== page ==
Steph has an announcement.  Listen up, People! “Attention Denise Mina fans: she’s back, and she’s still in great form! The Red Road is the latest in the Alex Morrow series, and it’s just as tense and well-written as the rest. Morrow once again finds herself accidentally immersed in a messy case, as well as dealing with her half-brother’s criminal activities constantly ricocheting into her day job. And the center of it all is the sad Scottish foster care system, and one violent night that has had consequences all the way into the present day. Mina continues to set the bar high for all other crime fiction writers. I am already looking forward to her next book.”

Here is DJ Jazzy Patty’s take on the weekend festivities!  And of course The Playlist.  “What do rappers and boy bands have in common you ask? They love their mommas and they wrote a song about it. I could talk about cards and flowers and brunch, but I think I’ll leave that to others. This Sunday is Mother’s Day and in the past, it was a day I worked. In the restaurant biz it was a day to be dreaded; rookies on parade. This year that is not the case, and for that I am grateful. I am grateful to be able to spend the day with my family. Nowadays being a mother is very complex as is the execution of that role. That is one of life’s great paradoxes. Parenting books abound and some offer good solid, no nonsense advice while others can leave you confused, massively insecure and curled up on the floor in a ball of anxiety. I’m only in chapter two of Jennifer Senior’s, All Joy And No Fun: The Paradox of Modern Parenthood but it’s good. It’s not a book about parenting per se but about parents and specifically written for middle class moms and dads. The book’s underpinnings of research, philosophy, psychology, her insights and observations make it a compelling read in the age of anxious parenting. As parents, we are given the profound gift of raising another human being and our lives and relationships are forever changed by it. So this Mother’s Day take some time off from anxiety and be kind to yourself and in the words of Mark Wahlberg,’ Say hi to your mother for me’”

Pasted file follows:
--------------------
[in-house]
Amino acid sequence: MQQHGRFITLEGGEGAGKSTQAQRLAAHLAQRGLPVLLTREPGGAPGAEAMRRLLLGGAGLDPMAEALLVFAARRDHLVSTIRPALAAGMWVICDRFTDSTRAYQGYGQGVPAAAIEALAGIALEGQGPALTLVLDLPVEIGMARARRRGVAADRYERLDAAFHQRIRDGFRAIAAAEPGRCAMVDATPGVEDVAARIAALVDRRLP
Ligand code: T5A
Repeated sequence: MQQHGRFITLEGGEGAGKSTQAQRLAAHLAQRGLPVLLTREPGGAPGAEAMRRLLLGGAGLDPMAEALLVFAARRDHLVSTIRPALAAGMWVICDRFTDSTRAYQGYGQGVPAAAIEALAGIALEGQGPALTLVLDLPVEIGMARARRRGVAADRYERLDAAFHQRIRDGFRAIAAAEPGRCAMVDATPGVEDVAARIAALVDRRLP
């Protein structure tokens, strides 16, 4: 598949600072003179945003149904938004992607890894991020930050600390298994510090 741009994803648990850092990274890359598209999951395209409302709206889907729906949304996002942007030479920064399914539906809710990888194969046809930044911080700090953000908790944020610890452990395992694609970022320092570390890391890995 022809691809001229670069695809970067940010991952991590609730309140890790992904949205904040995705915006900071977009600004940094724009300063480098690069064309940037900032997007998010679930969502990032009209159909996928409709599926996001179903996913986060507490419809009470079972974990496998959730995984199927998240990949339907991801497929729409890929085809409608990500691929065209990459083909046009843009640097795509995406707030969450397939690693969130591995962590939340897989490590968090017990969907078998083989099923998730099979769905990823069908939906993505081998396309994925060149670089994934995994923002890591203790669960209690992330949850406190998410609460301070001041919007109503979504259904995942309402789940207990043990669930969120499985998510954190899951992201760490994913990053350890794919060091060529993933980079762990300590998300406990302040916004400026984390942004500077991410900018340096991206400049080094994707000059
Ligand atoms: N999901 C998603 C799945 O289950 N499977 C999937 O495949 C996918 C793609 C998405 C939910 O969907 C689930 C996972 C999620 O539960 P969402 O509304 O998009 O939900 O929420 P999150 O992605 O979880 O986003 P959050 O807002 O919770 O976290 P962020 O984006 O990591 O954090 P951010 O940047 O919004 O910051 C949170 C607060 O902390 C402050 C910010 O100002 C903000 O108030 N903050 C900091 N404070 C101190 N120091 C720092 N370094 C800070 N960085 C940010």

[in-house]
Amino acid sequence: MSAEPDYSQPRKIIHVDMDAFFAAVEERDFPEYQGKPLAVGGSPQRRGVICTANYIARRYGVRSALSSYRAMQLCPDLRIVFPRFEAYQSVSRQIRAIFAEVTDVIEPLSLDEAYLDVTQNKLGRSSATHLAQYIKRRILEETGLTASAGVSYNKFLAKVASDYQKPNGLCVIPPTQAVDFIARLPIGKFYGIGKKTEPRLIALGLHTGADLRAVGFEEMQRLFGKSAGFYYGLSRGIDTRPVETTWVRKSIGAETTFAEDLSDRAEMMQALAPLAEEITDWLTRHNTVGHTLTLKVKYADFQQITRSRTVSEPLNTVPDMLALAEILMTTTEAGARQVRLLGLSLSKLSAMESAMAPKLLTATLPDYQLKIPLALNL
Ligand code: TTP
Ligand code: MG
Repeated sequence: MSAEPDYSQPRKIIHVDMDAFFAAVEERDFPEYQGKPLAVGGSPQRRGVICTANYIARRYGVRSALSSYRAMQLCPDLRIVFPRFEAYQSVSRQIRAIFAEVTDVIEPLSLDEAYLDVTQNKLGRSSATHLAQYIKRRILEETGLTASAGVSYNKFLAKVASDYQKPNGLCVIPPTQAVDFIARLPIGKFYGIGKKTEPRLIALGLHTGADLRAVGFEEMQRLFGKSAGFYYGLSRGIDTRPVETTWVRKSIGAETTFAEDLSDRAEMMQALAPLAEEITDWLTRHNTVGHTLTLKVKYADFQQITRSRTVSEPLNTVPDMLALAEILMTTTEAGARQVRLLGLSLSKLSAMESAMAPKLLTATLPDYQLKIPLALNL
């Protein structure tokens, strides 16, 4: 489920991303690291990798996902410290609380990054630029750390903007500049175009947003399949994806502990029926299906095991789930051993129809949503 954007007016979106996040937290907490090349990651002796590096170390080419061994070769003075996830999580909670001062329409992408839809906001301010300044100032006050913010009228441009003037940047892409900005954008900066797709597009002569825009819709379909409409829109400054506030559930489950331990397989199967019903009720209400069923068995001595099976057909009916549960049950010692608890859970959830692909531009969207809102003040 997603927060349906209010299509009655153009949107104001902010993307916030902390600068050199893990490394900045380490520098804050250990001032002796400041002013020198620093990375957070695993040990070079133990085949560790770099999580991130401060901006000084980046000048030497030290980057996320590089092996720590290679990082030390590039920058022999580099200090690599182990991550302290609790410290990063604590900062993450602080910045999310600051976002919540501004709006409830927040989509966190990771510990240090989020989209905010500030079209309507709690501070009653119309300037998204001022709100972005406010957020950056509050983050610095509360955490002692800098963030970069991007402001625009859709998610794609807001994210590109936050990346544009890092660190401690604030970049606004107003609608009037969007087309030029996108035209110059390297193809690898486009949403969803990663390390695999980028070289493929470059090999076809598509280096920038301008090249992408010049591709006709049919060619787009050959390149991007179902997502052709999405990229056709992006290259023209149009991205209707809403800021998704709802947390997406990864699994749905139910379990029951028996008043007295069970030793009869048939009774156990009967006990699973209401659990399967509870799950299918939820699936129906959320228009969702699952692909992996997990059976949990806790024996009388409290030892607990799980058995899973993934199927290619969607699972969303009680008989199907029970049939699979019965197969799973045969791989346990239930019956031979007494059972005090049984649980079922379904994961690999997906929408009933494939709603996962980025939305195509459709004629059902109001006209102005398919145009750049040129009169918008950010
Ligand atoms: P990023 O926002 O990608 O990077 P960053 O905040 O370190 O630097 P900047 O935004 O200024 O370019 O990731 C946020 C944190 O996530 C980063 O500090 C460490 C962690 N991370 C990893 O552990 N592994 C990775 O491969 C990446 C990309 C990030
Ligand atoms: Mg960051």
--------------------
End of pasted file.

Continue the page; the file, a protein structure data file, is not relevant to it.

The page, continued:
You Are What You Read!

Hosted by Jen Dayton
Hosted by Jen Dayton

This week was quiet for me.  Perhaps we are all still listening instead of talking?  Sweet Ann was quiet this week because she was under the weather but she is now on the mend and is grateful for it.  Her words of wisdom is really just one word.   Ann says Gratitude.  So reflect on that if you will.  Even the SoNo Loft is quiet this week as there are no messages hanging from the deck (Sorry Susan of Fairfield Cheese Company!).  Even though the weather was truly dismal for everyone this week (didn’t seem to matter where in the country you were: too wet, too dry, just meh), there were two things that went down that I considered Glad Tidings.  I love that the most eligible bachelor in Hollywood picked Brains over Bimbo in the selection of his fiancé.   There was a great piece on this in, of all places, the New York Post.  You can read it here.  I also loved that a certain franchise owner’s nasty mouth/attitude/beliefs got him in a whole lot of trouble and we won’t have to hear it anymore.  Ugly is as Ugly does and sometimes it is just reassuring that the Universe is indeed on top of this stuff, that good things can happen and justice is served.  It’s also nice to be around to see it.  This week we have Great Britain and Germany, emotional casualties, dog, tribes, Preps, more dog, Galveston, a Chief Resident, and a parade of historic figures!  Playlist?  Got that!

Let us begin!

Laura is doing lots of reading for her book group.  “Life After Life is my favorite book group pick of 2014, so far.  I enjoyed it more than Goldfinch but not by much.  Both authors, Atkinson and Tartt, drew me into the hearts of their protagonists but Atkinson's Ursula felt like a very close friend telling me all her travails of WWII, in all her reincarnations.   Ursula was engaging, giving a close perspective of someone personally enduring WWII from both the British and German sides. “

Jeanne is still doing one thing.  I think there is something very wrong with this and I am beyond concerned. “I watched Jayne Mansfield's Car, written, directed by and starring Billy Bob Thornton, Robert Duvall, John Hurt, Kevin Bacon and others. The cover says "Torn Apart. Driven Together." And they are. In 1969, in a small southern town, war has left its emotional casualties but ultimately human need creates some overdue and unusual family ties.”

The Ever Delightful Kim: Owner of Shiny Boat Shoes is reading Uganda Be Kidding Me by Chelsea Handler.   “Chelsea Handler has no filter when it comes to talking about her trip to another continent with her friends.  One of the most ridiculous conversations is when Chelsea is deciding whether or not to fly her dog on a private plane to another country because she believes he must miss her.  In all, this book is a page turner!”